JASON Statham returns to the big blue sea this week for another romp with another big blue whale. It’s been five years and a global pandemic but, finally, the Meg is back.

Ben Wheatley directs Meg 2: The Trench, taking the helm the first film’s Jon Turteltaub and promising a dollop of edge to the film’s dafter credentials. A five time BIFA nominee, Wheatley has been chipping away at the top of British independent cinema for well over a decade now. It was only ever a matter of time before the blockbusters came calling.

Part two, as before, takes the writings of Steve Alten as its source. Published in 1999, The Trench is the second in Alten’s ongoing MEG series, with an eighth due next year. Whether The Stath and company can keep up the pace for another six films remains to be seen. Vin Diesel’s managed well enough.

For those who missed The Meg first time around, Statham plays deep sea search and rescue diver Jonas Taylor. Way back when, a job gone wrong saw Jonas quit the day job for a life in alcoholism. That lasted just five years, however, with the appearance of a 70ft prehistoric megladon in the Pacific Ocean pulling him straight back into the fold.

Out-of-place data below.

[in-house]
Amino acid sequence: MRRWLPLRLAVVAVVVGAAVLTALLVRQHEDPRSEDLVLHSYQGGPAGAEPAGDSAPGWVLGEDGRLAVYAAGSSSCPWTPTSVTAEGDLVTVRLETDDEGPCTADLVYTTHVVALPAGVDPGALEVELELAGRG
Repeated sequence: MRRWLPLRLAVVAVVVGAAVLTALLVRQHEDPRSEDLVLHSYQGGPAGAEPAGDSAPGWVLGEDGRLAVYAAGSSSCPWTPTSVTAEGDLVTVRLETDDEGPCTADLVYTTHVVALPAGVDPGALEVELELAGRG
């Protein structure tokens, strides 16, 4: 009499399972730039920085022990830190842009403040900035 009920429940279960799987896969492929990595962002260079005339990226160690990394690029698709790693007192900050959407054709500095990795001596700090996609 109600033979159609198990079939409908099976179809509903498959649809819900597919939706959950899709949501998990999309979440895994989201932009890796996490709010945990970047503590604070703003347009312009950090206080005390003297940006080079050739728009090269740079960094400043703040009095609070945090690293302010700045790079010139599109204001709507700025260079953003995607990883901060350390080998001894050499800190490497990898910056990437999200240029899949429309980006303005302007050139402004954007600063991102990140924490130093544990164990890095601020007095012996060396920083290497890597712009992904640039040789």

Fast forward to the present day and Jonas remains in that same fold. The OG megladon might have been killed off in the first film’s climax but there was always going to be another. It’s always bigger too.

Also out this week, Joy Ride sees four Asian-American women ‘girls trip’ to China to rediscover their generational roots. It’s brash but likeable comedy from Adele Lim, writer of Crazy Rich Asians, in her directorial debut.

Joy Ride won’t work for everyone. In balancing high sentiment with outrageous comedy, Lim wobbles precariously on a tonal tightrope. There’s little here that hasn’t been done more assuredly elsewhere. For emotional heft, see The Fairwell. For comic hijinks, Crazy Rich Asians set a high bar.

Nonetheless, Ashley Park, Stephanie Hsu, Shelly Cola and Sabrina Wu make for winning company, elevating even the sketchier material. There are, moreover, some delicious high notes here, including a wickedly entertaining sequence on a packed out train. Not simply funny, the skit lands Joy Ride’s punchiest comment on identity bias. This one’s not quite a total joy but it’s a fun ride.